When giant stars die in impressive supernova blasts, about 99% of the energy released goes into producing a flood of neutrinos. These tiny, ghostly particles slip through tons of matter like it’s not even there. But a new generation of detectors will be able to catch them, telling us of the inner machinations of the deaths of stars.
In 1987 the astronomy world witnessed the closest supernova explosion seen in centuries, a blast set off from within the Large Magellanic Cloud, a mere 168,000 lightyears away. One of biggest surprises and delights of that explosion was the clear detection of neutrinos from the event.
Neutrinos are subatomic particles that barely even acknowledge the rest of the particles in the universe. They are produced in all kinds of nuclear reactions (everywhere from nuclear power plants to giant stars exploding), and trillions of them are flying through your body right now. But since they hardly ever interact with normal matter, you don’t even notice them.
The detection of neutrinos in 1987 was a big deal because it taught us that supernovae can create a tremendous amount of neutrinos. Indeed, less than 1% of the total energy of a supernova explosion goes into light. And given the fact that a single supernova can outshine entire galaxies, it’s amazing to contemplate the sheer number of neutrinos produced with the other 99% of the available energy.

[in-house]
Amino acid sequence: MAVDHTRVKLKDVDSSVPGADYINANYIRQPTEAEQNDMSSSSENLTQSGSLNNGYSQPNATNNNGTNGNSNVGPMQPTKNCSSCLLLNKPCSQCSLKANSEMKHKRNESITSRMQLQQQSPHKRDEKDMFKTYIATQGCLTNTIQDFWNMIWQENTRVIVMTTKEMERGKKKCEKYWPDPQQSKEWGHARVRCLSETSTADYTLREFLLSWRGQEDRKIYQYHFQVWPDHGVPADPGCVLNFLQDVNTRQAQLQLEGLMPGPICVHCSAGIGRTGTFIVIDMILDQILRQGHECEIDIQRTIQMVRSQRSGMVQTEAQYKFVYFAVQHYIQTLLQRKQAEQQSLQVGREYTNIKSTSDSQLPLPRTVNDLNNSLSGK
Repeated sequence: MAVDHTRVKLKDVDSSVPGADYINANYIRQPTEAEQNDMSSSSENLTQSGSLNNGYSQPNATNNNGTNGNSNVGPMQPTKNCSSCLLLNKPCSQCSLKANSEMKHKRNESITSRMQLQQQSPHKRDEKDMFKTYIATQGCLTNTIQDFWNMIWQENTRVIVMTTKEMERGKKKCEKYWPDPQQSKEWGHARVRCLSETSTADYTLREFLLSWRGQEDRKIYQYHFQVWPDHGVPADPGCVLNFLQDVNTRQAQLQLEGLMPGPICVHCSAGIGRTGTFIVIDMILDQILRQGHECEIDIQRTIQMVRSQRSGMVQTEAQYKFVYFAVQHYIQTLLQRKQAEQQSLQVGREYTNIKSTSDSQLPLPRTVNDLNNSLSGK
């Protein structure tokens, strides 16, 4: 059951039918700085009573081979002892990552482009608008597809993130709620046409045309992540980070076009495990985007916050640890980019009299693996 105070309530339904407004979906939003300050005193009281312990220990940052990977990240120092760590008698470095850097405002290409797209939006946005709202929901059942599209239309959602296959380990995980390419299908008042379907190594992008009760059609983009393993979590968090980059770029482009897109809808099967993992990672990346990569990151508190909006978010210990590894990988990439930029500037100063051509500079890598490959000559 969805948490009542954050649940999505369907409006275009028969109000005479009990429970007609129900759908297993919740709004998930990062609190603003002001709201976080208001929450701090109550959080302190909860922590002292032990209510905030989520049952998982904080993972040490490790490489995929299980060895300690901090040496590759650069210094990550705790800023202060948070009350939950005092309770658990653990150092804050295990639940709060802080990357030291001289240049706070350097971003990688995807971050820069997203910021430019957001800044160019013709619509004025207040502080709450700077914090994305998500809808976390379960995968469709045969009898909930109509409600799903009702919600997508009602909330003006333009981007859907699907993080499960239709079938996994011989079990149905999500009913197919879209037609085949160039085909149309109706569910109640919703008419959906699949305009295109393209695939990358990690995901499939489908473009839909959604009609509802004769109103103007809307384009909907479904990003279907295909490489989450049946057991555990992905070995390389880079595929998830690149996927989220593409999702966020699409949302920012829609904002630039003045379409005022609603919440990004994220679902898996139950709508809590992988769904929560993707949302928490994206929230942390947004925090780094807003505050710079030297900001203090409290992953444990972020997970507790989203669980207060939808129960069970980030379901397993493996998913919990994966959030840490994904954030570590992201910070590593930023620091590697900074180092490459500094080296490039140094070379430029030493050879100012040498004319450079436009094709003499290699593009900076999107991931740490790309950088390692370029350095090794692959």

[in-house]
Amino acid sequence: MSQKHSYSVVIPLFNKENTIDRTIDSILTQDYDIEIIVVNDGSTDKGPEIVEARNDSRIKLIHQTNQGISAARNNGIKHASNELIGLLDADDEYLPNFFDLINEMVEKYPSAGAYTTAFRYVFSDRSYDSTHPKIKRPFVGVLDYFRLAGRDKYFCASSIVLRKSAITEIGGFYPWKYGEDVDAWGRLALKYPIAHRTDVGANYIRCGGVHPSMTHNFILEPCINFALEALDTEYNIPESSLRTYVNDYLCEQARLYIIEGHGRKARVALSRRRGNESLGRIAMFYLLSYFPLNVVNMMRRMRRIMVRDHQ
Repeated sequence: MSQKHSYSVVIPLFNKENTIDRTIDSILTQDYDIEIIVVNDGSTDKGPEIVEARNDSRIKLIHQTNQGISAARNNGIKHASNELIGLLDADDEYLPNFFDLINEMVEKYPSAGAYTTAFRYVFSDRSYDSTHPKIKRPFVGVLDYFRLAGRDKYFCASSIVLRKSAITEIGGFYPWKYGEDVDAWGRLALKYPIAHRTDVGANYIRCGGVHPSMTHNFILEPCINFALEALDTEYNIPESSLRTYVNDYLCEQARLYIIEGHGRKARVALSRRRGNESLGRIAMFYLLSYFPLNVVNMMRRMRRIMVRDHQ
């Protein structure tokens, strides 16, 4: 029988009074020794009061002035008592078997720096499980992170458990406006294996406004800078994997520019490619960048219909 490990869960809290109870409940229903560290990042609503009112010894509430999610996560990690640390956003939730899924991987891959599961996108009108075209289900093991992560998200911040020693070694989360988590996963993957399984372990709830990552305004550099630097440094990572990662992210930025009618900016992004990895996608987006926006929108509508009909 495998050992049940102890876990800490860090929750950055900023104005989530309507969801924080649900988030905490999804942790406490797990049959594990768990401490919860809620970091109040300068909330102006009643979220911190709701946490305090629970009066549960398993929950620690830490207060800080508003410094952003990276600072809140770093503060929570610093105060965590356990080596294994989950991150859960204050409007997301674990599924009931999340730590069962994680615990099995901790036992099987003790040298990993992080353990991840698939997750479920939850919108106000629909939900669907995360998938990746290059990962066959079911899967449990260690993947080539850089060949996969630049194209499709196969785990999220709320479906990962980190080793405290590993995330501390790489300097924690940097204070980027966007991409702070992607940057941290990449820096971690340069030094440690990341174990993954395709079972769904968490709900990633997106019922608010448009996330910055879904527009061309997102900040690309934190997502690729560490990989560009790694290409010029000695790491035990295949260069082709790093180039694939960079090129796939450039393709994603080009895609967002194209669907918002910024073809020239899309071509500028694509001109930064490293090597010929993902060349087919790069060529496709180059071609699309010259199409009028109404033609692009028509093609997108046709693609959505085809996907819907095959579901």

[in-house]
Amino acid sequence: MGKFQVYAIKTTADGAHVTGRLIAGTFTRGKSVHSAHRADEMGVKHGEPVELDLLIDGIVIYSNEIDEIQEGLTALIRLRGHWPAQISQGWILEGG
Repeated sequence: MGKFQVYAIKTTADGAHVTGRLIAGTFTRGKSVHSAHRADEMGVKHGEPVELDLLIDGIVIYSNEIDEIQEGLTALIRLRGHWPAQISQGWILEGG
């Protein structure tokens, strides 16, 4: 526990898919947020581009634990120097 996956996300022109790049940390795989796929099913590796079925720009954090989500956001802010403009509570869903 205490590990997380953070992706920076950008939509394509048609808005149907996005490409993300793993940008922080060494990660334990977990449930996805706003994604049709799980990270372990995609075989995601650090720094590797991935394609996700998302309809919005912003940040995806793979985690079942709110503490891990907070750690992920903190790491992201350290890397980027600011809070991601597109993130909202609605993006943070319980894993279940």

Unfortunately, a combination of extreme distance and the ninja-like stealthiness of neutrinos means that our Earthbound detectors caught only a handful of neutrinos from the 1987 event.
But this time it will be different.
A collaboration of scientists from around the world is currently constructing DUNE, the Deep Underground Neutrino Experiment. This experiment will mainly detect neutrinos produced at Fermilab using a giant tank of liquid argon at the Sanford Underground Research Facility in South Dakota. But the facility is also capable of detecting neutrinos from cosmic sources, and Betelgeuse is a prime candidate.
Betelgeuse is a red giant star in the constellation Orion, about 548 lightyears away from us. This star is near the end of its life, and is due to go supernova any day now. Of course, in astronomy terms “any day now” means “within the next 100,000 years or so”.
But it could also mean…literally any day now. If Betelgeuse goes supernova, it will be visible during the daytime and produce enough light to cast shadows at night. And it will also generate an enormous flood of neutrinos, giving astronomers at DUNE an unprecedented front-seat view to the heart of a giant star in the last moments of its life.